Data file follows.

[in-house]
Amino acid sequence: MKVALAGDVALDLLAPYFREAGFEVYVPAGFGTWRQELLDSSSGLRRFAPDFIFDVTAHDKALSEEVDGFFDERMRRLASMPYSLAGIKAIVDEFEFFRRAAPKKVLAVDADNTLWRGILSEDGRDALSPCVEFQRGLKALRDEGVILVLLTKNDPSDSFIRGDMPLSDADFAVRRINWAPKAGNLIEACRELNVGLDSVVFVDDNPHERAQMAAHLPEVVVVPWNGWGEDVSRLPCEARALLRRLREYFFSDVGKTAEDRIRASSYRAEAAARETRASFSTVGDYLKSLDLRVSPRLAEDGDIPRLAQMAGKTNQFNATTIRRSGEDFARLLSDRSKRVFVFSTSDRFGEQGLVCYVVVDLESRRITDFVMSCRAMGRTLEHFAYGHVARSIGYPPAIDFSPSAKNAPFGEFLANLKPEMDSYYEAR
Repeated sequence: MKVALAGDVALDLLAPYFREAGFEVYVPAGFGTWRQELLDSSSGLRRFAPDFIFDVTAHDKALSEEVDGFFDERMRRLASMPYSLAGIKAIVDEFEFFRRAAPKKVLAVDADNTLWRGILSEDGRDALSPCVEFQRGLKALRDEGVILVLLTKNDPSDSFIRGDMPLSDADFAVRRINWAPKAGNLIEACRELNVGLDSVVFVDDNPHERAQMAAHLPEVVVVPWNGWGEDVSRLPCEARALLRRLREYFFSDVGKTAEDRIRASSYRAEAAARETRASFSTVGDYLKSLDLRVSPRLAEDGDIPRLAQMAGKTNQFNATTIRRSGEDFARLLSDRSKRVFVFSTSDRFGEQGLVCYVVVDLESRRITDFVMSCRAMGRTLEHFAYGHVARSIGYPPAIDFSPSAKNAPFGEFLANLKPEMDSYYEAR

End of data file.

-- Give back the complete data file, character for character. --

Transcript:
[in-house]
Amino acid sequence: MKVALAGDVALDLLAPYFREAGFEVYVPAGFGTWRQELLDSSSGLRRFAPDFIFDVTAHDKALSEEVDGFFDERMRRLASMPYSLAGIKAIVDEFEFFRRAAPKKVLAVDADNTLWRGILSEDGRDALSPCVEFQRGLKALRDEGVILVLLTKNDPSDSFIRGDMPLSDADFAVRRINWAPKAGNLIEACRELNVGLDSVVFVDDNPHERAQMAAHLPEVVVVPWNGWGEDVSRLPCEARALLRRLREYFFSDVGKTAEDRIRASSYRAEAAARETRASFSTVGDYLKSLDLRVSPRLAEDGDIPRLAQMAGKTNQFNATTIRRSGEDFARLLSDRSKRVFVFSTSDRFGEQGLVCYVVVDLESRRITDFVMSCRAMGRTLEHFAYGHVARSIGYPPAIDFSPSAKNAPFGEFLANLKPEMDSYYEAR
Repeated sequence: MKVALAGDVALDLLAPYFREAGFEVYVPAGFGTWRQELLDSSSGLRRFAPDFIFDVTAHDKALSEEVDGFFDERMRRLASMPYSLAGIKAIVDEFEFFRRAAPKKVLAVDADNTLWRGILSEDGRDALSPCVEFQRGLKALRDEGVILVLLTKNDPSDSFIRGDMPLSDADFAVRRINWAPKAGNLIEACRELNVGLDSVVFVDDNPHERAQMAAHLPEVVVVPWNGWGEDVSRLPCEARALLRRLREYFFSDVGKTAEDRIRASSYRAEAAARETRASFSTVGDYLKSLDLRVSPRLAEDGDIPRLAQMAGKTNQFNATTIRRSGEDFARLLSDRSKRVFVFSTSDRFGEQGLVCYVVVDLESRRITDFVMSCRAMGRTLEHFAYGHVARSIGYPPAIDFSPSAKNAPFGEFLANLKPEMDSYYEAR